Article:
Submitting information regarding working of patent is becoming a peculiar requirement under Indian patent law. Patents are granted to encourage invention, innovation, research and technology and to ensure that the invention, for which the patent has been filed, is being commercialized for the benefit of the public. Filing of statement of working discloses periodic information to the Indian patent office regarding Commercialization of the patented invention in Indian Jurisdiction thereby preventing the non-commercialization/ non- use or misuse of patented inventions. It does appear that the information from relevant form helps to evaluate critical information for compulsory licensing, also this information is important in the industry, and helps in taking business decisions. Therefore, the filing of Form 27 for all granted patents is a statutory requirement which is required to be followed and the Indian patent office should enforce action strictly against those people who are violating the Indian patent law.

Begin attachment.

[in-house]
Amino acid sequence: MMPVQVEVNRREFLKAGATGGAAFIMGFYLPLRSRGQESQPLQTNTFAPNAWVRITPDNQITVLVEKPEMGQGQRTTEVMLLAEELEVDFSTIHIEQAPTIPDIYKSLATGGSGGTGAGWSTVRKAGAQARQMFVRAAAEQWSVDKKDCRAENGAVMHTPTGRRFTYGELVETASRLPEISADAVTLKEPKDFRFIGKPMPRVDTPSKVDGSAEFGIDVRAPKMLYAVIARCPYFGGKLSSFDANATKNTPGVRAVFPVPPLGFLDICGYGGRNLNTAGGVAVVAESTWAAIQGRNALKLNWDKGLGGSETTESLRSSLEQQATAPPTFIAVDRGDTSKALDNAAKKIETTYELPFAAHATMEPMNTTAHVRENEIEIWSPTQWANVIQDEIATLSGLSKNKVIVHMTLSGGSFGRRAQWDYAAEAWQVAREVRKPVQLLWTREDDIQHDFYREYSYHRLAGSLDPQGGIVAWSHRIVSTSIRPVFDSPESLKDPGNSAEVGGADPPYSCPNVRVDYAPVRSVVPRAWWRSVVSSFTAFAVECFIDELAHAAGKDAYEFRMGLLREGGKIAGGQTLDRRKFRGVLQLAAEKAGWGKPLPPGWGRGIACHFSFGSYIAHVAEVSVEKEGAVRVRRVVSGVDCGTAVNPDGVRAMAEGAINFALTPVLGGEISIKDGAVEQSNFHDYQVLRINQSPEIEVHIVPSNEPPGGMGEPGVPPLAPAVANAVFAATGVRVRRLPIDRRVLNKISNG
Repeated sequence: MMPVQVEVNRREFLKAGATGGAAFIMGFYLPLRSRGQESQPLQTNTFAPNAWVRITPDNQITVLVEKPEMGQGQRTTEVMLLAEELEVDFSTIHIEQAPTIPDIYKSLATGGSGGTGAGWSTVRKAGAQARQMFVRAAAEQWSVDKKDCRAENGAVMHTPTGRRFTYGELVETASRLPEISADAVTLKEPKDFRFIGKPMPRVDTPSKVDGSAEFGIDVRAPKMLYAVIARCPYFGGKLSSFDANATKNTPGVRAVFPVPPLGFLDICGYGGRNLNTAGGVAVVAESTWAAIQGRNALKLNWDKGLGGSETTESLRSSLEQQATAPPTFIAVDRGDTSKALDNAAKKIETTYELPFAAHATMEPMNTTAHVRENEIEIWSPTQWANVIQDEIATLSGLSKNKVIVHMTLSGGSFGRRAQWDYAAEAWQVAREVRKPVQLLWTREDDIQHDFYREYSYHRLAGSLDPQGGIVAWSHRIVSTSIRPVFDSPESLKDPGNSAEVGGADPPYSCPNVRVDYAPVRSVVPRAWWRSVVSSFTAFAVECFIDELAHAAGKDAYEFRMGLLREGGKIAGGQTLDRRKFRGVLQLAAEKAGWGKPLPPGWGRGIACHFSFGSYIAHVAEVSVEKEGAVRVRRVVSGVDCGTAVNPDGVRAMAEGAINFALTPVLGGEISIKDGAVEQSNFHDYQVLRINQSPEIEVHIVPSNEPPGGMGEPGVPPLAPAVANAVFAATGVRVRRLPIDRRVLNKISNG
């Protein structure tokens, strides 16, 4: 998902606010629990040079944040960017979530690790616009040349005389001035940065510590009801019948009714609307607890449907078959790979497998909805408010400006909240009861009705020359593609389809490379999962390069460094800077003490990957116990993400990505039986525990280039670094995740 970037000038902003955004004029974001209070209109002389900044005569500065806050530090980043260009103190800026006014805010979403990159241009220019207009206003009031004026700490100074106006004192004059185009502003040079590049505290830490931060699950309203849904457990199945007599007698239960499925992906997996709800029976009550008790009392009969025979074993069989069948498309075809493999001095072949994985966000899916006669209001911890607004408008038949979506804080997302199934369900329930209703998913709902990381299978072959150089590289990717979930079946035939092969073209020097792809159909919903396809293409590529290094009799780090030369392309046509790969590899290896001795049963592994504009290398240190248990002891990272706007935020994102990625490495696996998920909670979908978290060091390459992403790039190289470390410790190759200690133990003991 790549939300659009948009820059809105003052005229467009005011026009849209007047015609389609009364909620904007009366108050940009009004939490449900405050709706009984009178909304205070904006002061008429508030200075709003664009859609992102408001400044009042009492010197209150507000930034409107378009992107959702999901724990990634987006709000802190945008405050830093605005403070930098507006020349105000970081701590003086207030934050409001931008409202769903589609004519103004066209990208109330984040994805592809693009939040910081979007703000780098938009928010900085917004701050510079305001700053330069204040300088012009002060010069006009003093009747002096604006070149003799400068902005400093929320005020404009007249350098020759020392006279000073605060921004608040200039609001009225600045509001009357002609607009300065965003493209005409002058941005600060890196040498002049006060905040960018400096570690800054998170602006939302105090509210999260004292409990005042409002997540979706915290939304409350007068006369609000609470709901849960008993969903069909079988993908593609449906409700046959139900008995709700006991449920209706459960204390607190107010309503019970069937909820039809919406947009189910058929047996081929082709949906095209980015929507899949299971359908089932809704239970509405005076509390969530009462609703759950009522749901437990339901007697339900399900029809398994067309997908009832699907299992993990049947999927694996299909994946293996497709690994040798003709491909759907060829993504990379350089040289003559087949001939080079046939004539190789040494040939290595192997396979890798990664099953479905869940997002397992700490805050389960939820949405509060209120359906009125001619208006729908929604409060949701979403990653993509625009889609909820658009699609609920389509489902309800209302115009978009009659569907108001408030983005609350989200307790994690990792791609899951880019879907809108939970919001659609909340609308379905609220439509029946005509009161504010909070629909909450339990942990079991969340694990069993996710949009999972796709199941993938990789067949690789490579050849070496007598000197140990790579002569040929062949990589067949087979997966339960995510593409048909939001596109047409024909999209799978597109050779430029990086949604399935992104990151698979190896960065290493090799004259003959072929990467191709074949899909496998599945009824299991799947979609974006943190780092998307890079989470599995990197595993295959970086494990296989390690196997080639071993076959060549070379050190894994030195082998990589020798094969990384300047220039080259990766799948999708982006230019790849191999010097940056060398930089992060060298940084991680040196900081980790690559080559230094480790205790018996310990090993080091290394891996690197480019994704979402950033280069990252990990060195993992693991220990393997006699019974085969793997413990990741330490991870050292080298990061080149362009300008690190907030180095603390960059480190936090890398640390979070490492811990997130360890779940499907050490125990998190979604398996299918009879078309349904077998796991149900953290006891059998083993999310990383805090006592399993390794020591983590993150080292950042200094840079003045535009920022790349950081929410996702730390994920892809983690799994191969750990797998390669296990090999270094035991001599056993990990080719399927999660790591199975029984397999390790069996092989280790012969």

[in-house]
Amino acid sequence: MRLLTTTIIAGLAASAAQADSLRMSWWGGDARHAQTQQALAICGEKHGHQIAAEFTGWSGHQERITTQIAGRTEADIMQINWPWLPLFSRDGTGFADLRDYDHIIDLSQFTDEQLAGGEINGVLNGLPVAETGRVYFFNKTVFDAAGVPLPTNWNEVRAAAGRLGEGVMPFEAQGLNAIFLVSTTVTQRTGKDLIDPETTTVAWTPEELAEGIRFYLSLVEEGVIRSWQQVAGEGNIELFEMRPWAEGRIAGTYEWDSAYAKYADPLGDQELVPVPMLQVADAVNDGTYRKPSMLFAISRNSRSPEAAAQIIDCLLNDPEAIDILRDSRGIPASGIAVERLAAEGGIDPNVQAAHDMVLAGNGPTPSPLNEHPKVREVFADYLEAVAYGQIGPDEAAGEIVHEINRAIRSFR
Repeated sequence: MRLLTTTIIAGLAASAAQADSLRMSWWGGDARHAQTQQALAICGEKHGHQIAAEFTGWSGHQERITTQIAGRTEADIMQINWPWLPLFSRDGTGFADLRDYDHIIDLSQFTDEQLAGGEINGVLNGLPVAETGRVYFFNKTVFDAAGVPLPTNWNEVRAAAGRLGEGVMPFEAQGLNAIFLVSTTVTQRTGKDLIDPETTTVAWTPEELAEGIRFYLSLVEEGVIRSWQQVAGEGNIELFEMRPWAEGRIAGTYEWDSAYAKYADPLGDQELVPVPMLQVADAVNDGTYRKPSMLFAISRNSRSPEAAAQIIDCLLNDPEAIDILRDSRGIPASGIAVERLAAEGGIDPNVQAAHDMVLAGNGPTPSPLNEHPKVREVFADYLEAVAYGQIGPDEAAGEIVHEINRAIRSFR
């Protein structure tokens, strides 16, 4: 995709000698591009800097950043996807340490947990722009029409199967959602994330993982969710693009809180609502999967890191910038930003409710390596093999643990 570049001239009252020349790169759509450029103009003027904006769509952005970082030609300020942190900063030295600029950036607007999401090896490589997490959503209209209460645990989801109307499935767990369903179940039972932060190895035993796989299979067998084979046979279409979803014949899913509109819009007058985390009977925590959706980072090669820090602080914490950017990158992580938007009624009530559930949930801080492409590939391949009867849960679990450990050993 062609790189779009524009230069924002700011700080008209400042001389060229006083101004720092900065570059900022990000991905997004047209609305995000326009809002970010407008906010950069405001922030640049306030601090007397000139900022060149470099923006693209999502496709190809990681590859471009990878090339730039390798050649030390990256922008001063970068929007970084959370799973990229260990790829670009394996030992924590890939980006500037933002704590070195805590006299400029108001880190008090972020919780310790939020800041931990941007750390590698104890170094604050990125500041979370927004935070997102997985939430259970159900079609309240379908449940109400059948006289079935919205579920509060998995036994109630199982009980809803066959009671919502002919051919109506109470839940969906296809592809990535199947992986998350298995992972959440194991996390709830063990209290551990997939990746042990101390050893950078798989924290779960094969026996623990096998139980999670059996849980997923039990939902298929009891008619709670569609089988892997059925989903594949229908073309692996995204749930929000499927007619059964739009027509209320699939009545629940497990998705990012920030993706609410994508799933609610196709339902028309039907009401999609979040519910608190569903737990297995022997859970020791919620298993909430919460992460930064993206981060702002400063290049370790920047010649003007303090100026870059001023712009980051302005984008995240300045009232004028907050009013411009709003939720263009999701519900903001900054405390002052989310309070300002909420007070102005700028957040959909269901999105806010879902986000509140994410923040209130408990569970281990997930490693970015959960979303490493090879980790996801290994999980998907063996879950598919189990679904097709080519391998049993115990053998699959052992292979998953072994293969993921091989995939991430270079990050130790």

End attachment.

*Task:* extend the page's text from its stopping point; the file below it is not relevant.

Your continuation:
About us
Effectual Services is a leading Intellectual Property (IP) management advisory firm offering IP support solutions to Fortune 500 companies, law firms, research institutes, universities, and venture capital firms/PE firms. Our team comprises of multi-disciplinary experts with rich experience in handling complex patent assignments in such domains as Alternative Energy, Automotive and Aerospace, Biomedical, etc. Effectual Services has technical and legal experts to handle every conceivable technology or situation and support at every stage of patent life cycle from drafting and prosecution to enforcement and litigation. Our firm’s clientele range from IP law firms, general law firms, patent licensing firms, patent brokers, legal departments at mid-sized companies, multinational conglomerates, research institutions and includes university and venture capital backed clients. We help our clients improve their business effectiveness and maximize ROI by leveraging deep domain expertise, engineering excellence, rock-solid execution and a comprehensive delivery model.